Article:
(Howard Hawks, USA, 1940) 92 minutes


Director: Howard Hawks
Producer: Howard Hawks
Screenplay: Charles Lederer, from the play
The Front Page, by Ben Hecht and Charles MacArthur
Photography: Joseph Walker
Editor: Gene Havlick
Music: Morris Stoloff
Cary Grant (Walter Burns)
Rosalind Russell (Hildy Johnson)
Ralph Bellamy (Bruce Baldwin)
Gene Lockhart (Sheriff Hartwell)
Porter Hall (Murphy)
Ernest Truex (Bensiger)
Cliff Edwards (Endicott)
Clarence Kolb (Mayor)

Reviews and notes

In 1928 Ben Hecht and Charles MacArthur wrote The Front Page, the greatest newspaper comedy of them all; Howard Hawks directed this version of it - a spastic explosion of dialogue, adapted by Charles Lederer, and starring Cary Grant as the domineering editor Walter Burns and Rosalind Russell as Hildy Johnson, the unscrupulous crime reporter with printer's ink in her veins. (In the play Hildy Johnson is a man.) Overlapping dialogue carries the movie along at breakneck speed; word gags take the place of the sight gags of silent comedy, as this race of brittle, cynical, childish people rush around on corrupt errands.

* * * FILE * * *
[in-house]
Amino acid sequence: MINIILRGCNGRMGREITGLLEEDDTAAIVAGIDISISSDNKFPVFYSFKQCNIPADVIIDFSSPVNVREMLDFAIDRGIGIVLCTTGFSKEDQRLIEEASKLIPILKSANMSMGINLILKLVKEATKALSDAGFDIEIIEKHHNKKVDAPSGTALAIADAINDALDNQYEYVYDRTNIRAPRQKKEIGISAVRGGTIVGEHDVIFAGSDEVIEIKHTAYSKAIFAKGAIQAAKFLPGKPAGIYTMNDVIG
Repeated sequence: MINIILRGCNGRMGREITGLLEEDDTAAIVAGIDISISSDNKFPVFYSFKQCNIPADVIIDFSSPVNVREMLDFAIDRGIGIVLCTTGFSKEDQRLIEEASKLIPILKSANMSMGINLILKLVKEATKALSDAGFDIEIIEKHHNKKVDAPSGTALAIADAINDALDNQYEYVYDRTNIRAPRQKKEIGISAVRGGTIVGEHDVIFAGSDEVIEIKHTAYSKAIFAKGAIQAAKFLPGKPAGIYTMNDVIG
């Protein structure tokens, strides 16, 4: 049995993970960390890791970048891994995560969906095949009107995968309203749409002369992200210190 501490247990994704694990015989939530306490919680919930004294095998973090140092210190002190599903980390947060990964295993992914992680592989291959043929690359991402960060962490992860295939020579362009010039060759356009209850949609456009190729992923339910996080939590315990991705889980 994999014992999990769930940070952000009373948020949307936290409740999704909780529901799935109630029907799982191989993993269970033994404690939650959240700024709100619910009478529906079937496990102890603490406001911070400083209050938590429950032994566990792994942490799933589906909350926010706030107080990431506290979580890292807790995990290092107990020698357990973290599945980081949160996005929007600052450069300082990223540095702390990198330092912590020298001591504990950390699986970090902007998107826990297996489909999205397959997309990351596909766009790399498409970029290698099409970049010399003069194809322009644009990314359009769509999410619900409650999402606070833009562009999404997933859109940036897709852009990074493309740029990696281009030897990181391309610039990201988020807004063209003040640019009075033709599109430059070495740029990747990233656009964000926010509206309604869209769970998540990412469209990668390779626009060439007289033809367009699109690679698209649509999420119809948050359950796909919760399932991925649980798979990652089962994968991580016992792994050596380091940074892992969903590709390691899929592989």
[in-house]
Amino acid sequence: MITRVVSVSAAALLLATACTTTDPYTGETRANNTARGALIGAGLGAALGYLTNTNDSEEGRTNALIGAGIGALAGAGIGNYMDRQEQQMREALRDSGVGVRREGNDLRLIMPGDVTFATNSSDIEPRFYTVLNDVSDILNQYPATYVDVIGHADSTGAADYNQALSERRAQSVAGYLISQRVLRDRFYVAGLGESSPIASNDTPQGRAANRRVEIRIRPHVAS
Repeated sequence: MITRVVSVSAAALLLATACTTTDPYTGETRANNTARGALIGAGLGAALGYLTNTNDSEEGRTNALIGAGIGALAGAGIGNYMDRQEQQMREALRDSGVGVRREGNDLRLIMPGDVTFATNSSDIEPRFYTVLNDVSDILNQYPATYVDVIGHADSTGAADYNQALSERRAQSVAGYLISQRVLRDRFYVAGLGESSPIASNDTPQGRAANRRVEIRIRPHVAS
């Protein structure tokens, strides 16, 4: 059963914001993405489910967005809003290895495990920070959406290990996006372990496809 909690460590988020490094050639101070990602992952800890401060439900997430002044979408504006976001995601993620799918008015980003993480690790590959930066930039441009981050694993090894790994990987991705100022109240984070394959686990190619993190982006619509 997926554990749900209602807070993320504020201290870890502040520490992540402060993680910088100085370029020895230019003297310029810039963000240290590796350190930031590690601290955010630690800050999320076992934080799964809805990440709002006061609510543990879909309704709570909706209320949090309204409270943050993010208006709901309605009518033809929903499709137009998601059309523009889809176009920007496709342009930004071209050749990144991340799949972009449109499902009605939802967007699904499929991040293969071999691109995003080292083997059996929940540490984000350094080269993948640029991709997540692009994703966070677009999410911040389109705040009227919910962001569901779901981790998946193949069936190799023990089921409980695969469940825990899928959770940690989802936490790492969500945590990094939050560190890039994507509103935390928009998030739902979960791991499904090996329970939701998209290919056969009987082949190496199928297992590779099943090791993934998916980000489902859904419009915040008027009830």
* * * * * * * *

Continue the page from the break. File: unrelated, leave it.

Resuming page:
Russell is at her comedy peak here - she wears a striped suit, uses her long-legged body for ungainly, unladylike effects, and rasps out her lines. And, as Waiter Burns, Grant raises mugging to a joyful art. Burns' callousness and unscrupulousness are expressed in some of the best farce lines ever written in this country, and Grant hits those lines with a smack. He uses the same stiff-neck, cocked-head stance that he did in Gunga Din: it's his position for all-out, unsubtle farce. He snorts and whoops. His Burns is a strong-arm performance, defiantly self-centered and funny.

The reporters - a fine crew - are Ernest Truex, Cliff Edwards, Porter Hall, Roscoe Karns, Frank Jenks, Regis Toomey; also with Gene Lockhart as the sheriff, Billy Cilbert as the messenger, John Qualen, Helen Mack, and Ralph Bellamy as chief stooge - a respectable businessman - and Aima Kruger as his mother.
-Pauline Kael, 5001 Nights at the Movies.

Weblink: Review by Damian Cannon

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